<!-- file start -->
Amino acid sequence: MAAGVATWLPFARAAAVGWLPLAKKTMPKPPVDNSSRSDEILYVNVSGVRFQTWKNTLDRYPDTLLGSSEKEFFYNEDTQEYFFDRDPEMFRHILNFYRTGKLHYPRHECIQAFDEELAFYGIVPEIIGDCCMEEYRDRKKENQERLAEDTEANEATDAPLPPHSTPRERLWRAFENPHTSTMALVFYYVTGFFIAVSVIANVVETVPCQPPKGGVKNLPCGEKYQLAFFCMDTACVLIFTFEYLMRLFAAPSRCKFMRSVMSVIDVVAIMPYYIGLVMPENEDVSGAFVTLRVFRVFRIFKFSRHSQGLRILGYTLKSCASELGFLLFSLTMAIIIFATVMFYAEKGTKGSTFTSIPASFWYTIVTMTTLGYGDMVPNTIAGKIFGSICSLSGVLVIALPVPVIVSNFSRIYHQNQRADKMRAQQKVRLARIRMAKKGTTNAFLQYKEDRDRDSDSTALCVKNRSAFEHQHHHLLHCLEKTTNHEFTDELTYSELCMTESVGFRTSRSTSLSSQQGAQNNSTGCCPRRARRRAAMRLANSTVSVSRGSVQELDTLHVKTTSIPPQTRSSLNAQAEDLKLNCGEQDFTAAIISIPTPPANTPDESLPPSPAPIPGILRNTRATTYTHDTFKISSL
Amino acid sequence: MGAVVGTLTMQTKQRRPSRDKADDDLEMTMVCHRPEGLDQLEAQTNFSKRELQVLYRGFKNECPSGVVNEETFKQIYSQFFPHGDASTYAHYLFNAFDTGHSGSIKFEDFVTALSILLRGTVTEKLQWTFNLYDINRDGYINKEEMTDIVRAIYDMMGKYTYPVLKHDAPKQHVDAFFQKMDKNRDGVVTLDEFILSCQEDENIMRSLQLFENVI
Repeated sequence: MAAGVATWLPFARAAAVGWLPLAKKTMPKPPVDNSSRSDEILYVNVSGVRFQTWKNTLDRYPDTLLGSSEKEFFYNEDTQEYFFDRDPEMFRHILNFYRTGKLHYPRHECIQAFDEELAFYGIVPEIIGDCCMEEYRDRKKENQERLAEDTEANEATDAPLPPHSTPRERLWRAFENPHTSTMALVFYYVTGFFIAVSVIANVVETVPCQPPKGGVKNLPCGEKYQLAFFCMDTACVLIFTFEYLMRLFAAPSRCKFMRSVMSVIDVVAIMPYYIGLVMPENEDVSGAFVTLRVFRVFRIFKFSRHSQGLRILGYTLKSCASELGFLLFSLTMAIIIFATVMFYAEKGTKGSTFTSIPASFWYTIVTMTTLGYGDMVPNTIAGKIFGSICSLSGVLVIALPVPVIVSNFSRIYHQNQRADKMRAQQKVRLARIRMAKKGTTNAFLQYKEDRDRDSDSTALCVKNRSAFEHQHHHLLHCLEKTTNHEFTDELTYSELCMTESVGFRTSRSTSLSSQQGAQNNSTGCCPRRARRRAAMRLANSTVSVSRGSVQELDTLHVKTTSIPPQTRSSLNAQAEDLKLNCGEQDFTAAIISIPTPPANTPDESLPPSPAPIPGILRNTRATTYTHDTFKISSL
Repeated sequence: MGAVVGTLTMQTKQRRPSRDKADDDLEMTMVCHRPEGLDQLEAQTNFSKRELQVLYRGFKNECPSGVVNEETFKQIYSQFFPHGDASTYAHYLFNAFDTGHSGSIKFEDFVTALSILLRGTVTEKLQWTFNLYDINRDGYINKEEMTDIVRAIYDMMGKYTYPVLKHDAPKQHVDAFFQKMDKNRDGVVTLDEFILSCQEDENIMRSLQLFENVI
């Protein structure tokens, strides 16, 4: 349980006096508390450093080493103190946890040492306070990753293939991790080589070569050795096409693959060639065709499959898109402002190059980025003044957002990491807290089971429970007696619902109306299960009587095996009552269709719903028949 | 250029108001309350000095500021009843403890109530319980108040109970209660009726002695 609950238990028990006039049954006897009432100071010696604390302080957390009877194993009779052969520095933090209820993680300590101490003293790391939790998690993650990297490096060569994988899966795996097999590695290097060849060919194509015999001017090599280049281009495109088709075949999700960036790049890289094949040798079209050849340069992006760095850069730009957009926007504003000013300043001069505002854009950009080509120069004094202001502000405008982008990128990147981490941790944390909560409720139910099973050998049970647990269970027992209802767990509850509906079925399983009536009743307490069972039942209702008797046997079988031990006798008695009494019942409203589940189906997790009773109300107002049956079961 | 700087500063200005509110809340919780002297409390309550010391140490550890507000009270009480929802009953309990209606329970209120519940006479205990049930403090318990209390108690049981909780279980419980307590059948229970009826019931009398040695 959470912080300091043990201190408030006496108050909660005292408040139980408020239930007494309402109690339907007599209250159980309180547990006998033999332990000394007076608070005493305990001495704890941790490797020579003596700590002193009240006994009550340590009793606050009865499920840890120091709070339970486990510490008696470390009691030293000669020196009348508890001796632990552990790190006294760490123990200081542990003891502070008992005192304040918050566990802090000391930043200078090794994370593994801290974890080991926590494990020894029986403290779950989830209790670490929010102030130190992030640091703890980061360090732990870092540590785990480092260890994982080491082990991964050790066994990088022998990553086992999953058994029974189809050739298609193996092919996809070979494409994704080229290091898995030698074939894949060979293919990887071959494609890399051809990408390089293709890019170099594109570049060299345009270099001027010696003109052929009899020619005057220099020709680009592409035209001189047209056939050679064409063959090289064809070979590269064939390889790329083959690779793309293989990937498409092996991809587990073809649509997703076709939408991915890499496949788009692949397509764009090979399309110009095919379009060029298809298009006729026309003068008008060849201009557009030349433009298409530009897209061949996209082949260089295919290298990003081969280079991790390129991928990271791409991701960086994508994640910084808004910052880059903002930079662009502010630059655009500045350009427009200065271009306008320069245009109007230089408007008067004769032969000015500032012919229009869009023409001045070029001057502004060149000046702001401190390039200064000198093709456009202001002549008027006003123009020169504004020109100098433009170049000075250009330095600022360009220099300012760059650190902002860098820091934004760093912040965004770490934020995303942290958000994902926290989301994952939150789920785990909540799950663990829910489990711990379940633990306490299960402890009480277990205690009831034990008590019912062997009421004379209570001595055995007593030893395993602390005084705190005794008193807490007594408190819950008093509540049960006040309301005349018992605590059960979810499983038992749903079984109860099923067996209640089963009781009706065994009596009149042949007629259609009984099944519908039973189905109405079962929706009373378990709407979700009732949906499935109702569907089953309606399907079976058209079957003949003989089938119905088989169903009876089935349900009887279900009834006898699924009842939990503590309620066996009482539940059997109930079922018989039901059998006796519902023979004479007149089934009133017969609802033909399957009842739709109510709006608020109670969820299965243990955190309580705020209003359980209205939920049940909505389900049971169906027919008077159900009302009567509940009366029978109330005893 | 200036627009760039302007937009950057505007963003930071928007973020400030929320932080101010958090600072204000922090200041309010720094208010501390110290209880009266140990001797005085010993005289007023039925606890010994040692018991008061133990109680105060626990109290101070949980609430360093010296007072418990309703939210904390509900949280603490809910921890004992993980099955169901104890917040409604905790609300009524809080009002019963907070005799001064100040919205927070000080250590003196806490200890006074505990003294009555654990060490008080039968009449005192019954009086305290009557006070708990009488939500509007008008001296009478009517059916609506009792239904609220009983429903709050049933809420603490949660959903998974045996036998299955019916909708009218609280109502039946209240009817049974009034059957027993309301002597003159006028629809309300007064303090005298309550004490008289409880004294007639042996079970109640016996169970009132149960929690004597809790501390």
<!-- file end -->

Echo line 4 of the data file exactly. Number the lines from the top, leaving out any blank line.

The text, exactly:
Repeated sequence: MGAVVGTLTMQTKQRRPSRDKADDDLEMTMVCHRPEGLDQLEAQTNFSKRELQVLYRGFKNECPSGVVNEETFKQIYSQFFPHGDASTYAHYLFNAFDTGHSGSIKFEDFVTALSILLRGTVTEKLQWTFNLYDINRDGYINKEEMTDIVRAIYDMMGKYTYPVLKHDAPKQHVDAFFQKMDKNRDGVVTLDEFILSCQEDENIMRSLQLFENVI